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Hendrix, Maurice
Languages: English
Types: Doctoral thesis
Subjects: LB, QA76
It is well-known that students benefit from personalised attention. However, frequently\ud teachers are unable to provide this, most often due to time constraints. An Adaptive\ud Hypermedia (AH) system can offer a richer learning experience, by giving personalised\ud attention to students. The authoring process, however, is time consuming and cumbersome.\ud Our research explores the two main aspects to authoring of AH: authoring of content and\ud adaptive behaviour. The research proposes possible solutions, to overcome the hurdles\ud towards acceptance of AH in education.\ud Automation methods can help authors, for example, teachers could create linear lessons and\ud our prototype can add content alternatives for adaptation.\ud Creating adaptive behaviour is more complex. Rule-based systems, XML-based conditional\ud inclusion, Semantic Web reasoning and reusable, portable scripting in a programming\ud language have been proposed. These methods all require specialised knowledge. Hence\ud authoring of adaptive behaviour is difficult and teachers cannot be expected to create such\ud strategies. We investigate three ways to address this issue.\ud 1. Reusability: We investigate limitations regarding adaptation engines, which\ud influence the authoring and reuse of adaptation strategies. We propose a metalanguage,\ud as a supplement to the existing LAG adaptation language, showing how\ud it can overcome such limitations.\ud 2. Standardisation: There are no widely accepted standards for AH. The IMSLearning\ud Design (IMS-LD) specification has similar goals to Adaptive\ud Educational Hypermedia (AEH). Investigation shows that IMS-LD is more limited\ud in terms of adaptive behaviour, but the authoring process focuses more on learning\ud sequences and outcomes.\ud 3. Visualisation: Another way is to simplify the authoring process of strategies using\ud a visual tool. We define a reference model and a tool, the Conceptual Adaptation\ud Model (CAM) and GRAPPLE Authoring Tool (GAT), which allow specification\ud of an adaptive course in a graphical way. A key feature is the separation between\ud content, strategy and adaptive course, which increases reusability compared to\ud approaches that combine all factors in one model.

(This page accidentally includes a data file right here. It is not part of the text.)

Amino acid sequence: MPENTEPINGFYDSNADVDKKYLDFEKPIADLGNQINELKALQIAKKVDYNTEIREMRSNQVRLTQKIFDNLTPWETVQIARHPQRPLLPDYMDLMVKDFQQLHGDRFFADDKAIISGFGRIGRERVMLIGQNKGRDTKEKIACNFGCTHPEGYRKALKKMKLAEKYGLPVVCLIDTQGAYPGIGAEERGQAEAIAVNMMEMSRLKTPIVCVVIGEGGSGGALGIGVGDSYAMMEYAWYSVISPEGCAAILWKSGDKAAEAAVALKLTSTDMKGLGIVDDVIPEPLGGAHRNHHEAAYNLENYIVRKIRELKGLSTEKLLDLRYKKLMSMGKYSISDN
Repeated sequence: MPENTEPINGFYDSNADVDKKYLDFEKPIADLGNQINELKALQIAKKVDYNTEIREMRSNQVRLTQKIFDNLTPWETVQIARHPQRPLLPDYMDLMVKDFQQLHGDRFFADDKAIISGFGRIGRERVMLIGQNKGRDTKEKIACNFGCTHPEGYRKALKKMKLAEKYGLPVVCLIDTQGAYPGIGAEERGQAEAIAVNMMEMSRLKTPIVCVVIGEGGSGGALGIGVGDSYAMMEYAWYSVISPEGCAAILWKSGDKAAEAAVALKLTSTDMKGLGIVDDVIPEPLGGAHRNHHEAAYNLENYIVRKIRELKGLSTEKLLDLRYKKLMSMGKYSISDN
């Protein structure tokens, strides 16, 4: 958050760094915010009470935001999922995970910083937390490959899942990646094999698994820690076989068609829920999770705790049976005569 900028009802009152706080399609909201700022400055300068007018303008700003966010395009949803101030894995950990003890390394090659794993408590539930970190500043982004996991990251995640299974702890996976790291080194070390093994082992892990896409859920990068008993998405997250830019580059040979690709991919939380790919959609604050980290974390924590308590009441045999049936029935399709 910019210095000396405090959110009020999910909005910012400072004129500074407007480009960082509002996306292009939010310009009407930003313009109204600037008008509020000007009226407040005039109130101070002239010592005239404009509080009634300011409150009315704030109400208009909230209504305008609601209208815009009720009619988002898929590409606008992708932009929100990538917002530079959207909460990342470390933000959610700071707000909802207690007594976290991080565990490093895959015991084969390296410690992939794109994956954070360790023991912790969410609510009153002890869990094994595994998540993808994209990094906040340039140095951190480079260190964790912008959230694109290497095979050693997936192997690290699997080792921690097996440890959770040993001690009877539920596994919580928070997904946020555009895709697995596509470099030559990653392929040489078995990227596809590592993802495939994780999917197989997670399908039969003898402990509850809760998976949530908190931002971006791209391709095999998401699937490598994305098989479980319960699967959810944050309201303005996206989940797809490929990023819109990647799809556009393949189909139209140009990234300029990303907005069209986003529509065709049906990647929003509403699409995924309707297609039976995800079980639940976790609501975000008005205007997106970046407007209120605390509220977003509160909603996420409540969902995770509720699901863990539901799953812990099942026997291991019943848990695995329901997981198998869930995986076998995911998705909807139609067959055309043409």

• The results below are discovered through our pilot algorithms. Let us know how we are doing!

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